BigCommerce is Shopify’s closest matchup in terms of features, so it’s interesting to note just how close the starting price is (only $0.95 a month separating them).
There are financial pros and cons of each: Shopify takes an extra 2% transaction fee for purchases not made through Shopify Payments (BigCommerce doesn’t take any extra fees), but BigCommerce doesn’t include abandoned cart recovery on its cheapest plan (which Shopify does).
On Shopify’s pricing table, the Credit Card Rates sections relate to the rates you get charged if you decide to use Shopify Payments to handle your payment processing.
When you use a credit card to purchase online or offline, there is a fee that you will pay no matter what – a payment processing fee.
When you go to your local grocery store to purchase something with your credit card, the grocery store pays a processing fee to their payment processor to collect payment from your bank and deposit it into their bank. That’s just how the world of commerce works. All merchants pay this fee.
That said, the only thing you can control are the credit card rates and that is determined by which payment processor you choose to use.
With Shopify Payments, their credit card rates / payment processing rates for online transactions are as follows:
These fees are on a per transaction basis, not on a per-item sold basis. So if someone buys 10 widgets from you in one single transaction, the 30 cents is charged only once and not on each item.
(Note: If you sell products in-person using Shopify’s Point-of-Sale system, the credit card rates are lower)
Shopify Payments is currently available to stores in the United States, Puerto Rico, Canada, the United Kingdom, Ireland, Australia, New Zealand, Hong Kong, and Singapore.
If you’re not located in these countries, Shopify is fully integrated with over 70 different payment processors to accept credit cards from all over the world. You can see their list of payment processors here.
Shopify Payments Guide – If you’re looking for more information about Shopify payments, check out our further discussion.
I see complaints about Shopify’s transaction fees quite often, usually from merchants concerned about the impact on their profits.
Basic Shopify charges 2.9% + $0.30 per transaction, while Advanced Shopify drops just half a percentage point to 2.4% + $0.30.
But Shopify’s transaction fees aren’t your only option, and this Q&A should throw some light on the alternatives.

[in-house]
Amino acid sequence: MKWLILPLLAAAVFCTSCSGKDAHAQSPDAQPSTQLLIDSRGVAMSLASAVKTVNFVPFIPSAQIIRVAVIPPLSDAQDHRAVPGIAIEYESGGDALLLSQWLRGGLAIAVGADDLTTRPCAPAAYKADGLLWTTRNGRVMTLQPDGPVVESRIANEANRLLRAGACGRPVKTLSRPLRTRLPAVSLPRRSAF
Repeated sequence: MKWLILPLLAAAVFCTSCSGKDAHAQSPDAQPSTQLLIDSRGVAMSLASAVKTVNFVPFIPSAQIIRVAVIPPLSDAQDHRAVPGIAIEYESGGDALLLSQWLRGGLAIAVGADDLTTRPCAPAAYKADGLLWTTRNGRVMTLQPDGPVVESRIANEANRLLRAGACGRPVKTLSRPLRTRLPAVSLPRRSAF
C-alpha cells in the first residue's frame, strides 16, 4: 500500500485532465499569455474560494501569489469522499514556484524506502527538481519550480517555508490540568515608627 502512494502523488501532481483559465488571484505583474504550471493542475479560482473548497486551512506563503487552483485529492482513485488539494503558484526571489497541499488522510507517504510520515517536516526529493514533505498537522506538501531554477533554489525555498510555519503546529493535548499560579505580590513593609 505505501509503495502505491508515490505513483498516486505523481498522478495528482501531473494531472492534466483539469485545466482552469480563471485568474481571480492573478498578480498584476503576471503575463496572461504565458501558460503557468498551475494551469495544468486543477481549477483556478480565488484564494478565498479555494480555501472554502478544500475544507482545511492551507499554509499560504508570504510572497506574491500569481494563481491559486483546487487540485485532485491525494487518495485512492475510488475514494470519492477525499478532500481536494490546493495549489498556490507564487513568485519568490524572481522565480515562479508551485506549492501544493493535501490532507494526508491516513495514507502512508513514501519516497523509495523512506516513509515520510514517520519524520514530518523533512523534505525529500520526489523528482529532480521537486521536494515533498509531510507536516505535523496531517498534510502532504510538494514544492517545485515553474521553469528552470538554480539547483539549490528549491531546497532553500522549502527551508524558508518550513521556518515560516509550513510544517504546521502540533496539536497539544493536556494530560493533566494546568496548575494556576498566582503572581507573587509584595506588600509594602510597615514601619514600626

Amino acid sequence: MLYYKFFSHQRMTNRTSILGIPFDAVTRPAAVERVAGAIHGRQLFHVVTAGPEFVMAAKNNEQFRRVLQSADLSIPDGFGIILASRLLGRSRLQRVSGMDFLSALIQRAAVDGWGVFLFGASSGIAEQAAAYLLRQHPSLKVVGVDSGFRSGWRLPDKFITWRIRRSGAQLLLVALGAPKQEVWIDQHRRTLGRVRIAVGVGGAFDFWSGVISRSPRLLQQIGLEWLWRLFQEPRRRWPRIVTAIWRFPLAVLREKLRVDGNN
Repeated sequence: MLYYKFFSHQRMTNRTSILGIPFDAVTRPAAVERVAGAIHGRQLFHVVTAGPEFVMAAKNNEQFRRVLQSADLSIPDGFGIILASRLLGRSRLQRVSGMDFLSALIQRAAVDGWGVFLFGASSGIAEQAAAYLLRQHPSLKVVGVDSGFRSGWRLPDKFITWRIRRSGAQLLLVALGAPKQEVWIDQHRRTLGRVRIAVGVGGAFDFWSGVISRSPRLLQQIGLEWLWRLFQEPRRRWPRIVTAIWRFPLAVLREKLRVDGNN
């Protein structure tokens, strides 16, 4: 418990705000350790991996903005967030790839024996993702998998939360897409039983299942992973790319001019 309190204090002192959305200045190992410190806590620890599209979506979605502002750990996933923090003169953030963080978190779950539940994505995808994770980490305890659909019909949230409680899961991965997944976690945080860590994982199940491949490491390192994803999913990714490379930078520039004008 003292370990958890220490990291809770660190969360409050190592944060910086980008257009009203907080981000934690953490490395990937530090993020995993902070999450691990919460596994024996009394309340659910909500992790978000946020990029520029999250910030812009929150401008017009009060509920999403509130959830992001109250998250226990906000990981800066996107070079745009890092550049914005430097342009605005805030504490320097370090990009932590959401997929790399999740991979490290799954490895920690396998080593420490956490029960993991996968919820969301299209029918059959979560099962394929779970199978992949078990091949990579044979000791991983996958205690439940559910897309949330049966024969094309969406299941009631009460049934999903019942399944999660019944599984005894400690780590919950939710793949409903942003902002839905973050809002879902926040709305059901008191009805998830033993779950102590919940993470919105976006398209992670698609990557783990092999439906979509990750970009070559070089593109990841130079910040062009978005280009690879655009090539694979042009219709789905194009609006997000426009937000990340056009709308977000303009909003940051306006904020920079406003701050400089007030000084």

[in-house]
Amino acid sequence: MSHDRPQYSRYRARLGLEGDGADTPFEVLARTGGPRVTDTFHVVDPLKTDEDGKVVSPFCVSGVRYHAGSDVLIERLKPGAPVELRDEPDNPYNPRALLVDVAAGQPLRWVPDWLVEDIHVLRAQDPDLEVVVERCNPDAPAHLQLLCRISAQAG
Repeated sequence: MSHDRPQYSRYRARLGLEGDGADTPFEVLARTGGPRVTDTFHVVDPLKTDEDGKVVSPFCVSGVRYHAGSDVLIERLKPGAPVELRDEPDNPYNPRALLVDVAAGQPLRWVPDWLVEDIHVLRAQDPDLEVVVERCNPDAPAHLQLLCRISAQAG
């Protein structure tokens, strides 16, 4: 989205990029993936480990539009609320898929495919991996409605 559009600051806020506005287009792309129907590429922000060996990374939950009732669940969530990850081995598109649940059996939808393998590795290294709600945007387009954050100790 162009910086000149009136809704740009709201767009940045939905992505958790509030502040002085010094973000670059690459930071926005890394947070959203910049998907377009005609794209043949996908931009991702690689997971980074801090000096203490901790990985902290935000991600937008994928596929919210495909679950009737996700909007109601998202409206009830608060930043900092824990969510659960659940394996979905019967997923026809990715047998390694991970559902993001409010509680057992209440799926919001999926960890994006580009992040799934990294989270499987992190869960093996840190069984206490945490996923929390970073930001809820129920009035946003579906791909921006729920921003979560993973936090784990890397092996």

Of course, nobody likes to pay more fees especially if you don’t think it’s necessary. However, I feel that the concept of Shopify’s transaction fee is commonly misunderstood.
Let’s spend a few minutes investigating why transaction fees exist on top of monthly plan fees, if it’s unique to Shopify (or if they’re just a bunch of greedy people), and what you can do.
How do transaction fees work?
Each time a customer purchases from you (a transaction), depending on which Shopify plan you subscribed to, a transaction fee will be charged. The fees are 2% for the Basic Shopify plan, 1% for the Shopify plan, and 0.5% for the Advanced Shopify plan.
What are transaction fees for?
When shoppers visit your online store, they browse around before making a decision to purchase. It takes resources for Shopify to power your ecommerce website to ensure that it stays up and doesn’t crash on you.
So the idea is that the transaction fees help Shopify keep your store open and operating at optimal levels, no matter how many visitors you have on your website at one given time (10 visitors or a million visitors).
Doesn’t the monthly plan fee cover this already?
Yes and no. The monthly fee mainly gives you access to the Shopify platform and selling tools to get your online store published and working. The transaction fees exist to continually keep your store powered, and is only charged when someone purchases your product.
What about other similar ecommerce builders? Do they charge transaction fees?
Yes, but in different forms.
- For BigCommerce (Shopify’s closest competitor), even though they don’t charge transaction fees for each sale you make, if you generate more than a certain sales dollars per 12 months, they automatically bump you to up to a higher plan so you’ll end up paying more per month. Shopify doesn’t “force” you to upgrade to a higher plan, no matter how much sales you generate per month.
- For Wix (an ideal ecommerce builder for newcomers), you won’t have to pay any transaction charges. However to sell products on Wix, you need to be on either the eCommerce or VIP plan, which are a little bit more expensive per month. Be aware that you will need to pay a percentage per transaction to your payment gateway provider, who each charge their own rate (all payment gateway providers charge this fees).
- For Volusion, they limit the amount of bandwidth you have per month (think of bandwidth also as “power” that keeps your website running. The more shoppers visit your store, the more bandwidth it uses), whereas Shopify gives you unlimited bandwidth. Once you exceed the bandwidth limit with Volusion, you’ll have to purchase additional bandwidth from them (which they don’t list how much it costs, so it’s going to be a nice surprise.)
So transaction fees appear in different forms for ecommerce platforms similar to Shopify.
Is there any way to remove Shopify’s transaction fees?
Yes. If you use Shopify Payments, they’ll remove all transaction fees.
What’s the catch? Assuming if I use Shopify Payments and Shopify removes all transaction fees, how can they keep my ecommerce website powered?
Shopify Payments help you process payments from your customers (collect money from your customer and deposit it into your bank account). This is the credit card fee as discussed in detail above.
If you use Shopify Payments, then Shopify will earn the credit card fees.